Archbishop calls bankers to repent for crisis

| September 17, 2009 | 0 Comments

Bankers have failed to repent of the idolatry that led to the financial crisis, the leader of the Church of England claimed this week.

“There hasn’t been a feeling of closure about what happened last year - there hasn’t been what I as a Christian would call repentance,” Archbishop of Canterbury Rowan Williams said in an interview with the BBC.

“We haven’t heard people saying, ‘Actually, no, we got it wrong, and the whole fundamental principle on which we worked was unreal, was empty.’”

The banking crisis was caused by the “idolatry” of bankers, the Archbishop claimed.

Financial institutions were “projecting reality and substance onto things that don’t have them.” he said.

Asked what we should have learned from the financial crisis, he replied: “Economics is too important to be left to economists”, and “there is no such thing as the rational self-regulating market”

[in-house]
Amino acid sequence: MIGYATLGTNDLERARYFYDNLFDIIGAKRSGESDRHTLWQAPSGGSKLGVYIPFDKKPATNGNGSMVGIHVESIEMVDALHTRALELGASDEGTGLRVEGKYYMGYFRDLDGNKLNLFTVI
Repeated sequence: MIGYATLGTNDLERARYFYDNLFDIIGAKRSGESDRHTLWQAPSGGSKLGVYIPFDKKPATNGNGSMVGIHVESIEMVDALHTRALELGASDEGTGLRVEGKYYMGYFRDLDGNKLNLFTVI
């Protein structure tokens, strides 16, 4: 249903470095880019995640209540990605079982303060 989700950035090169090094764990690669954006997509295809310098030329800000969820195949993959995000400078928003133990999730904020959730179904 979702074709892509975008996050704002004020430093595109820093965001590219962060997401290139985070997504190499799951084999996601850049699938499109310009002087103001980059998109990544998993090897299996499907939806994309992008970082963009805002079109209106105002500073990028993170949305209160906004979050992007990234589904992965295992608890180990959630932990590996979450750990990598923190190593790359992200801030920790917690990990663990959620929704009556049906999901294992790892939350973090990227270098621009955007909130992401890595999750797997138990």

Williams confessed that the church “colluded” in the bankers’ idolatry because it was “intimidated by expertise”.

He called for bankers’ bonuses to be capped and for financial markets to be more strictly regulated.

Economics should strive to create a world of equality where no one is left struggling in poverty, the Archbishop said.

“What we are looking at is the possibility of a society getting more and more dysfunctional if the levels of inequality that we have seen in the last couple of decades are not challenged,” he concluded.

Williams’s comments follow a report by the Institute for Public Policy Research (IPPR) think tank, which claimed the rapid return to bonus culture in the City show real reforms have been “very limited”.

The Church of England has 80 million members in 164 countries.

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